Some people decide to give up work completely when they are diagnosed with cancer. This allows them to focus on their health and other aspects of their lives, such as friends and family. If you decide to close your business, speak to a financial adviser and take your time to think through your options. Depending on your situation, you may be able to sell the business or transfer the ownership.

Other people may wish to continue their business, but it may start to fail despite their best efforts.

If you have a limited company which owes suppliers or lenders money that it cannot pay, it may be forced into insolvency.

An appointed person (a liquidator) will take control of your business and sell the assets in order to pay the debts (a process called winding up).

If you are a sole trader or part of a partnership, you can be forced into bankruptcy (called sequestration in Scotland).

If your business is struggling, you can get free confidential advice from Business Debtline. They cover all regions of the UK.

Closing down

If you know your business is failing, you may want to close it down yourself before you’re forced to. Even if your business is successful, you may still decide to close it down and look for another job or take early retirement. It may take months to close down a business fully.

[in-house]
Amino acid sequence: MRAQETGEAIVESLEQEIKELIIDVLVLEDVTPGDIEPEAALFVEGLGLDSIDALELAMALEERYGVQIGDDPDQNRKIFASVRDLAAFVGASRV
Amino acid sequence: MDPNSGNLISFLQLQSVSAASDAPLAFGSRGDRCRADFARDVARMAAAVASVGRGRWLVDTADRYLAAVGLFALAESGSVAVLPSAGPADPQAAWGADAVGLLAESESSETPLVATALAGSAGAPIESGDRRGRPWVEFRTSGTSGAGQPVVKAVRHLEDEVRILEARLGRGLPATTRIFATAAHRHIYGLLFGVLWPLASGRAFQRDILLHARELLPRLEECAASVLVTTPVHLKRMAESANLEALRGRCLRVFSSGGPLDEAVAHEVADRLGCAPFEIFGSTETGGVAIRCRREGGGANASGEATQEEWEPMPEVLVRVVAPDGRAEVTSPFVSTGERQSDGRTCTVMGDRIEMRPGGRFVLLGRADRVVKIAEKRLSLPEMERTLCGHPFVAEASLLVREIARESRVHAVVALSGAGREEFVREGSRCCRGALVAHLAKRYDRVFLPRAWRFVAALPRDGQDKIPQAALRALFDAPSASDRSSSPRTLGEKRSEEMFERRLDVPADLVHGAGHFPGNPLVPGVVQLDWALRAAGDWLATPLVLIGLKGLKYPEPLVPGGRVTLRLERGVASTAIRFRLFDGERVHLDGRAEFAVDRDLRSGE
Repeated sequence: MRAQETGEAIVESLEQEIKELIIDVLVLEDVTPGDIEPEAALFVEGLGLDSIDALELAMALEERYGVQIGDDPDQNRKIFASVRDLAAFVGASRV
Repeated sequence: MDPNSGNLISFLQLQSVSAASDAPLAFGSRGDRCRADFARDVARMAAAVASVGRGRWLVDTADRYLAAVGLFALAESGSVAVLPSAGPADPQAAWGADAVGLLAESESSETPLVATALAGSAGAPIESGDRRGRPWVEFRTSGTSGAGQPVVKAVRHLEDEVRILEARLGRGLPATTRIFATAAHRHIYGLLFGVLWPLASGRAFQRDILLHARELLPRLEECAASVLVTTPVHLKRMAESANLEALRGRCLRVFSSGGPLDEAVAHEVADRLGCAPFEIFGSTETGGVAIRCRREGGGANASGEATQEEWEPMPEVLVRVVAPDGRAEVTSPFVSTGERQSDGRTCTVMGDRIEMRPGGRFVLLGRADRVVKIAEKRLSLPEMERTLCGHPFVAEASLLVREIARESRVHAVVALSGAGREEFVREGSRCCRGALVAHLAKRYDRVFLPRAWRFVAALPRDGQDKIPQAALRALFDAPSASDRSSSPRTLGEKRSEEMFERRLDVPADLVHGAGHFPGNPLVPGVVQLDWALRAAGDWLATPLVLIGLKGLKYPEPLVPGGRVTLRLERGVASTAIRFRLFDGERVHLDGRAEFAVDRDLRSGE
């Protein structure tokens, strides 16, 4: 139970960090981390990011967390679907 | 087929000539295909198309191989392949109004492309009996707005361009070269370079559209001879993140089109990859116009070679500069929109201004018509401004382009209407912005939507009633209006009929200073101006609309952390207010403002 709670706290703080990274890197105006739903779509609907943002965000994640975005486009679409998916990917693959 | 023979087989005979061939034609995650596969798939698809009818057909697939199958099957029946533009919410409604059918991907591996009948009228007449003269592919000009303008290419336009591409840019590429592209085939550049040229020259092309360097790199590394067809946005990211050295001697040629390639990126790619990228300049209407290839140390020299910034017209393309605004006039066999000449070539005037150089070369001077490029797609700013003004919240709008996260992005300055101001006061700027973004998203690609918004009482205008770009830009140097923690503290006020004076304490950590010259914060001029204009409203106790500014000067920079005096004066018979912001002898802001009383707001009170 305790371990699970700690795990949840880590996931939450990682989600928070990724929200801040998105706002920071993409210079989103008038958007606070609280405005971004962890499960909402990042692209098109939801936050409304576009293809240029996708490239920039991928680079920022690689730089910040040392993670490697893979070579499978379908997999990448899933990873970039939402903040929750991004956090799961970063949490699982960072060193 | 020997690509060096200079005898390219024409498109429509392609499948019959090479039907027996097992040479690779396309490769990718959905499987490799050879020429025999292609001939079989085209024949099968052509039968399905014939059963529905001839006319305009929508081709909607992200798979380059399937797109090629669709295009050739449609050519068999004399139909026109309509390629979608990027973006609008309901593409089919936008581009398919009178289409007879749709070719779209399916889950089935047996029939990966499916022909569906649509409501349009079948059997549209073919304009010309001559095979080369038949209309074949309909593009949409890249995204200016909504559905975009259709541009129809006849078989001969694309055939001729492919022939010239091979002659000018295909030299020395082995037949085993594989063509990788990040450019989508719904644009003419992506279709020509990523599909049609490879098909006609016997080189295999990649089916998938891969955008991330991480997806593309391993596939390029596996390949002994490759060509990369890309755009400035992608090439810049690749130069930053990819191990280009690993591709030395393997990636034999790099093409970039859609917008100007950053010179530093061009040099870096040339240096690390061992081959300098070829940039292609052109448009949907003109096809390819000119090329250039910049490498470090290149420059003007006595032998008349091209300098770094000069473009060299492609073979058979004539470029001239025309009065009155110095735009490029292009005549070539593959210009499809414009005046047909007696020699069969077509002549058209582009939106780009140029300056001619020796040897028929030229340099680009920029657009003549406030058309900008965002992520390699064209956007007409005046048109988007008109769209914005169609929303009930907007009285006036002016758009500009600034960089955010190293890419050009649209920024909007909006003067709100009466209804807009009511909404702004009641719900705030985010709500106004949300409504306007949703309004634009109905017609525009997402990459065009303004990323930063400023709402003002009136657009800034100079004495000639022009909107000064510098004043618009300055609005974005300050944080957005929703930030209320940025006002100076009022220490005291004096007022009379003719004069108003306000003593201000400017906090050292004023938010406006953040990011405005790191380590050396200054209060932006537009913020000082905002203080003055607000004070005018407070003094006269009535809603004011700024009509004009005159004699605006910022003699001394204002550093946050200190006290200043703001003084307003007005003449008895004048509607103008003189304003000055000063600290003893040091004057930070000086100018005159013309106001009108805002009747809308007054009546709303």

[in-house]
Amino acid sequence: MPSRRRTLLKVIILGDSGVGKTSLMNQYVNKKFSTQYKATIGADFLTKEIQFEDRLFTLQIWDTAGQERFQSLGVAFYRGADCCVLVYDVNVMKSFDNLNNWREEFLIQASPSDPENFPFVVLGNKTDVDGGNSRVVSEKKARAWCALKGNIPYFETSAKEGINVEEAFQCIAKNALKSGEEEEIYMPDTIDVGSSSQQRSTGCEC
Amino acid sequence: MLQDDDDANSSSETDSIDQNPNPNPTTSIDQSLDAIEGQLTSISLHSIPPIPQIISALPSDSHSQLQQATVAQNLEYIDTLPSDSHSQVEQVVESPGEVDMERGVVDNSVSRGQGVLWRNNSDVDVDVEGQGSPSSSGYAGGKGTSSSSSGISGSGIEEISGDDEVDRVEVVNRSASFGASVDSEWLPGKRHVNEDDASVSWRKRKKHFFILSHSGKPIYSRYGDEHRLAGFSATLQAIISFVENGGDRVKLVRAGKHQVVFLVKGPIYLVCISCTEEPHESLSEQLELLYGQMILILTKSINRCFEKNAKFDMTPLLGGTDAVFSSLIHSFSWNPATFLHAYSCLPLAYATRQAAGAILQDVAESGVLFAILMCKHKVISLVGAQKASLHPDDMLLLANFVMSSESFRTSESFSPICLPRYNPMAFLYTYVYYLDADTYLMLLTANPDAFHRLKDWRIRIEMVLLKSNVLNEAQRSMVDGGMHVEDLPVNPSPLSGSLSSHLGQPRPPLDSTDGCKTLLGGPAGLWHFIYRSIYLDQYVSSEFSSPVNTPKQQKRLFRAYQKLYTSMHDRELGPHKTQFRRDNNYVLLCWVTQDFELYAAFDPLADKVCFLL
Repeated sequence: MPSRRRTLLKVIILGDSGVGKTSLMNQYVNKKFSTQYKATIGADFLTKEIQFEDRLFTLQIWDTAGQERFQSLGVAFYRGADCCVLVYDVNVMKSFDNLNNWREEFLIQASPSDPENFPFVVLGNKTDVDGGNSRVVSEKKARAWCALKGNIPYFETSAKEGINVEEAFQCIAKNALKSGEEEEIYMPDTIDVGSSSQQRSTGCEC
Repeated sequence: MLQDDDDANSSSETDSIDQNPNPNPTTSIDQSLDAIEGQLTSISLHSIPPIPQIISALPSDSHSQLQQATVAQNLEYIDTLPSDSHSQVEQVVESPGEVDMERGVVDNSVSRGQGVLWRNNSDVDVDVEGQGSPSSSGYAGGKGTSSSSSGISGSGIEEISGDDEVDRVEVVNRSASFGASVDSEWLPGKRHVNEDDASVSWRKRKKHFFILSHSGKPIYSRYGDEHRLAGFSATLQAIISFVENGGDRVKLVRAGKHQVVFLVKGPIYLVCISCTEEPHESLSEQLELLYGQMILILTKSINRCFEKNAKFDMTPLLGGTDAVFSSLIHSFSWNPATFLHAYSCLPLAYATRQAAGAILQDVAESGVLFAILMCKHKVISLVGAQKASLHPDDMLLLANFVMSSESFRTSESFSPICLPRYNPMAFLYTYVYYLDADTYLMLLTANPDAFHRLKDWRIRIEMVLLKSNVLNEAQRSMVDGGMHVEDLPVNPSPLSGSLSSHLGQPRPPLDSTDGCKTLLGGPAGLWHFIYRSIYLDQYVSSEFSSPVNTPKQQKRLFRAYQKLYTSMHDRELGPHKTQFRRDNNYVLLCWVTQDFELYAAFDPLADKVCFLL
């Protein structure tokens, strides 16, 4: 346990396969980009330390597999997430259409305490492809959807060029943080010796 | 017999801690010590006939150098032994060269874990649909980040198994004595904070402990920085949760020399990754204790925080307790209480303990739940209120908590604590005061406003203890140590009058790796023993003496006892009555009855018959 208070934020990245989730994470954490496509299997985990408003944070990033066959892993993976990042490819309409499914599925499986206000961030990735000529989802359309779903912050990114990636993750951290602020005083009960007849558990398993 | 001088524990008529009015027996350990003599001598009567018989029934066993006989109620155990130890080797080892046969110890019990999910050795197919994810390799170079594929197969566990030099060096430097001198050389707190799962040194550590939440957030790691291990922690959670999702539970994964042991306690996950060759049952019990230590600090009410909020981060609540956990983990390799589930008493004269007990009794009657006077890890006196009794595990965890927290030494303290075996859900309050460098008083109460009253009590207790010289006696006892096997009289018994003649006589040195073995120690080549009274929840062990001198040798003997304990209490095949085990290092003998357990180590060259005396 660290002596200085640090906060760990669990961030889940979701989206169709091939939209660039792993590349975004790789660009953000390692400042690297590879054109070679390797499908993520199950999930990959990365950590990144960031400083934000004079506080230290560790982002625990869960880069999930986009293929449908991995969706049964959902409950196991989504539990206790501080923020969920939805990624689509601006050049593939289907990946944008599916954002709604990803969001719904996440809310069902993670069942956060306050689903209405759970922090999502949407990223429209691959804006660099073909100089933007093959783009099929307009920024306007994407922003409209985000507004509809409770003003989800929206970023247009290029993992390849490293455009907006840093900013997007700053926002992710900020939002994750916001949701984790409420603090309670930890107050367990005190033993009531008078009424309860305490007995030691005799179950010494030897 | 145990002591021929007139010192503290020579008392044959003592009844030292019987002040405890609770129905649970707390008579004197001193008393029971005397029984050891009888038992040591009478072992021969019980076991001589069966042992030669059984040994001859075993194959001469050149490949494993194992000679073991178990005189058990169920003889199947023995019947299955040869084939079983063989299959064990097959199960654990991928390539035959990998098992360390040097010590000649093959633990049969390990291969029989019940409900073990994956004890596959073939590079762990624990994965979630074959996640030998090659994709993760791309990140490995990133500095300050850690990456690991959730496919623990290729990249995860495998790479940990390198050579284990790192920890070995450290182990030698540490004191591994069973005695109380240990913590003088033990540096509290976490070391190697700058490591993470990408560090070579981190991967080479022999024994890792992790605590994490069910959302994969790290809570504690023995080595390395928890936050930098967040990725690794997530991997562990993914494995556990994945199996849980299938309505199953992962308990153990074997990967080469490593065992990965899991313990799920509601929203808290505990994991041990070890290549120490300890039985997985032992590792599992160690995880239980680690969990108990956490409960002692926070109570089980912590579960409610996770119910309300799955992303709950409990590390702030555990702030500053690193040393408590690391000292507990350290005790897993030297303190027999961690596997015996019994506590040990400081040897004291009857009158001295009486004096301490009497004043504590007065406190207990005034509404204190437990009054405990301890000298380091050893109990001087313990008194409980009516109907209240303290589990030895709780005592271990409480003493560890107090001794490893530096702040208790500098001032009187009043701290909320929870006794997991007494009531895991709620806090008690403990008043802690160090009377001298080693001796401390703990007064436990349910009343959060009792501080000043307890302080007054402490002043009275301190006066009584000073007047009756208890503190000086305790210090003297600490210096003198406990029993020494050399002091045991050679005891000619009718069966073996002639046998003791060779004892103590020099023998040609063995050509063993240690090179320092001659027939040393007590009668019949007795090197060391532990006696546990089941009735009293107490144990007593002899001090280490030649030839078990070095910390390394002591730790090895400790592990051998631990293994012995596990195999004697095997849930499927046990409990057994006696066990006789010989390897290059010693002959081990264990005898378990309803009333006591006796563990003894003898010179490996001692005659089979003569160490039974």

You will need to think carefully about the effect this will have on your finances. Consider the money you will receive from other sources, such as a pension, savings, shares or benefits.

Write a plan that outlines everything you need to do to help protect your personal assets and reputation.

Your plan should include:

  • Collecting all money owed to you. You could offer a discount for immediate payment. Do this before you notify your customers or clients that you will be closing your business. You will find it difficult to recover debts later.
  • Selling any remaining stock – consider a clearance sale.
  • Telling your creditors. This includes suppliers, banks and anyone else you owe money to.
  • Telling your customers and dealing with outstanding obligations.

Return any money for products not delivered or services not rendered. You may be able to claim on your business or professional insurance if you can’t fulfil a contract.

  • Giving your landlord the required amount of notice to terminate your lease.
  • Giving notice to any employees and following regulations to ensure they are treated fairly.
  • Paying your company debts as far as possible – ask a financial adviser about the best way to do this to protect yourself.

You will also need to take some legal and financial steps.

For example, if you are a sole trader, you will have to inform HMRC straight away. This may also help your finances.